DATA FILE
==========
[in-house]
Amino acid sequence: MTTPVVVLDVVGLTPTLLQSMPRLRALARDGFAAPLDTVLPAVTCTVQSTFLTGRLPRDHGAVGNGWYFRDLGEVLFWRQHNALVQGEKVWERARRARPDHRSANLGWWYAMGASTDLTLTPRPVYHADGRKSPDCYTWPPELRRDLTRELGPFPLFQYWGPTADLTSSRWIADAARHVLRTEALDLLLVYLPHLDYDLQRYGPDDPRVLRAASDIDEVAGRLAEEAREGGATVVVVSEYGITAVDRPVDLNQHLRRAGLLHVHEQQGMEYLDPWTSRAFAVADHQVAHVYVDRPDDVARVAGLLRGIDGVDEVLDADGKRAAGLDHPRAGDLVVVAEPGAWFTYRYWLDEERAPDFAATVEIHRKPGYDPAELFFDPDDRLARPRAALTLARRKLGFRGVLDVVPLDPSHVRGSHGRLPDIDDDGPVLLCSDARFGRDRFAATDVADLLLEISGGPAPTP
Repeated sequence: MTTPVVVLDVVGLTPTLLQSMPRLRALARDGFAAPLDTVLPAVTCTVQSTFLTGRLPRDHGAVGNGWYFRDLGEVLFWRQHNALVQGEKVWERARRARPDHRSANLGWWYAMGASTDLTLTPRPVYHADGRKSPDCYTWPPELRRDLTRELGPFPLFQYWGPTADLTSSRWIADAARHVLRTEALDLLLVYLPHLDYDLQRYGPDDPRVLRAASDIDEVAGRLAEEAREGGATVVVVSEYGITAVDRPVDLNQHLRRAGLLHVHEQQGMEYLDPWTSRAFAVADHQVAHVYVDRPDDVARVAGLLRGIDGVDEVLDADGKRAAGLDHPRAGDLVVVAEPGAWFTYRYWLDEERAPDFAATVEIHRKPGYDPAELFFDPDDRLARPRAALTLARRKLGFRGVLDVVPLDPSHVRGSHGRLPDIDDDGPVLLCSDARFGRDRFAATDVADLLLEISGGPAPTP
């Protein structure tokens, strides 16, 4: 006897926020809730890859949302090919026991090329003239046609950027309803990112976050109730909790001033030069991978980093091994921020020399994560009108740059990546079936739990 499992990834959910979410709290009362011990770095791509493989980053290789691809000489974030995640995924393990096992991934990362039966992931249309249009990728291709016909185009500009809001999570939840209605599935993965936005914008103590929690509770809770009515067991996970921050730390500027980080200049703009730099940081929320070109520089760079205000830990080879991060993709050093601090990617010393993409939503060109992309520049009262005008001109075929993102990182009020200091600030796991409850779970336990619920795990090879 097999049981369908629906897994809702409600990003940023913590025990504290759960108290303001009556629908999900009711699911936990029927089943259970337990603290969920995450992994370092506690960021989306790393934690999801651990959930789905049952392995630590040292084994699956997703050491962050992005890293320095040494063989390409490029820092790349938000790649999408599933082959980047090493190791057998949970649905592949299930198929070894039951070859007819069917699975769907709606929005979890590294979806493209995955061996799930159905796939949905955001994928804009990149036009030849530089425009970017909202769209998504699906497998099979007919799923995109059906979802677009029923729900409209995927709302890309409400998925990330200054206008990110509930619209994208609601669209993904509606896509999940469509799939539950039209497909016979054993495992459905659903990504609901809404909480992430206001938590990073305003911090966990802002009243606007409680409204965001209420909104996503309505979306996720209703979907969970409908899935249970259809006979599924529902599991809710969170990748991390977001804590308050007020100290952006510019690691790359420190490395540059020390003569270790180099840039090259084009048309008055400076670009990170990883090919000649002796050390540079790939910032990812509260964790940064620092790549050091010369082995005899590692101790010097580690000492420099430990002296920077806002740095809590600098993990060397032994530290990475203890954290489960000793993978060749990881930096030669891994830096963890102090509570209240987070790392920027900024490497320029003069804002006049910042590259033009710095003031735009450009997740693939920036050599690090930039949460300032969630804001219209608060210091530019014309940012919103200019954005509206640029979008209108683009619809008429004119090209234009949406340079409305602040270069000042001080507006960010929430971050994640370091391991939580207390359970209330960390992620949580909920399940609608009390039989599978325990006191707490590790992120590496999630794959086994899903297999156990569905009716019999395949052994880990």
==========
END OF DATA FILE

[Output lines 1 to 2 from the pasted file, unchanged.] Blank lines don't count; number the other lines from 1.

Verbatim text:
[in-house]
Amino acid sequence: MTTPVVVLDVVGLTPTLLQSMPRLRALARDGFAAPLDTVLPAVTCTVQSTFLTGRLPRDHGAVGNGWYFRDLGEVLFWRQHNALVQGEKVWERARRARPDHRSANLGWWYAMGASTDLTLTPRPVYHADGRKSPDCYTWPPELRRDLTRELGPFPLFQYWGPTADLTSSRWIADAARHVLRTEALDLLLVYLPHLDYDLQRYGPDDPRVLRAASDIDEVAGRLAEEAREGGATVVVVSEYGITAVDRPVDLNQHLRRAGLLHVHEQQGMEYLDPWTSRAFAVADHQVAHVYVDRPDDVARVAGLLRGIDGVDEVLDADGKRAAGLDHPRAGDLVVVAEPGAWFTYRYWLDEERAPDFAATVEIHRKPGYDPAELFFDPDDRLARPRAALTLARRKLGFRGVLDVVPLDPSHVRGSHGRLPDIDDDGPVLLCSDARFGRDRFAATDVADLLLEISGGPAPTP